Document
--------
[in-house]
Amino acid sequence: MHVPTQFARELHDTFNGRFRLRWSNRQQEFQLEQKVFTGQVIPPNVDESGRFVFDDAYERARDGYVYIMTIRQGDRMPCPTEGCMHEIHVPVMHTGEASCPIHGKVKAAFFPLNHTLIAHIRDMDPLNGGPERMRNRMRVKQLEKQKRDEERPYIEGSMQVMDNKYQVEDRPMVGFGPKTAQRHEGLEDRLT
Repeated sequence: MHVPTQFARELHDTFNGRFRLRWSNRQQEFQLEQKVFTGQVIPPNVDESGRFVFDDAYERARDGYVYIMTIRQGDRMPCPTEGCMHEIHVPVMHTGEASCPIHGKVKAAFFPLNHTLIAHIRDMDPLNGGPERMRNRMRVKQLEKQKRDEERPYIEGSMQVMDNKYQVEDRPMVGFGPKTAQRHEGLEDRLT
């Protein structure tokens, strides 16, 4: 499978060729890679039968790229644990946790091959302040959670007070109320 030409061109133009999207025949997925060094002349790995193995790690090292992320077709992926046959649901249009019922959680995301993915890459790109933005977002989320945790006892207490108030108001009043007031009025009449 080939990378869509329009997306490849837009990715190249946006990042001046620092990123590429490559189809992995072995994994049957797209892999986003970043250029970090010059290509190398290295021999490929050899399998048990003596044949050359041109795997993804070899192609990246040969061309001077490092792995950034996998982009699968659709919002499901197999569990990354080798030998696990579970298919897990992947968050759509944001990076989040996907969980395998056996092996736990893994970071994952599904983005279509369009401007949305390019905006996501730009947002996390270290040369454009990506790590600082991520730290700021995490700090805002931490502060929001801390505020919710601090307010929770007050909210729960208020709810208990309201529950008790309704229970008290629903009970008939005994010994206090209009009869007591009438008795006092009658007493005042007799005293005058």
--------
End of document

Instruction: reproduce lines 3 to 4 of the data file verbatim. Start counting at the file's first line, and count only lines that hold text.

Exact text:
Repeated sequence: MHVPTQFARELHDTFNGRFRLRWSNRQQEFQLEQKVFTGQVIPPNVDESGRFVFDDAYERARDGYVYIMTIRQGDRMPCPTEGCMHEIHVPVMHTGEASCPIHGKVKAAFFPLNHTLIAHIRDMDPLNGGPERMRNRMRVKQLEKQKRDEERPYIEGSMQVMDNKYQVEDRPMVGFGPKTAQRHEGLEDRLT
């Protein structure tokens, strides 16, 4: 499978060729890679039968790229644990946790091959302040959670007070109320 030409061109133009999207025949997925060094002349790995193995790690090292992320077709992926046959649901249009019922959680995301993915890459790109933005977002989320945790006892207490108030108001009043007031009025009449 080939990378869509329009997306490849837009990715190249946006990042001046620092990123590429490559189809992995072995994994049957797209892999986003970043250029970090010059290509190398290295021999490929050899399998048990003596044949050359041109795997993804070899192609990246040969061309001077490092792995950034996998982009699968659709919002499901197999569990990354080798030998696990579970298919897990992947968050759509944001990076989040996907969980395998056996092996736990893994970071994952599904983005279509369009401007949305390019905006996501730009947002996390270290040369454009990506790590600082991520730290700021995490700090805002931490502060929001801390505020919710601090307010929770007050909210729960208020709810208990309201529950008790309704229970008290629903009970008939005994010994206090209009009869007591009438008795006092009658007493005042007799005293005058």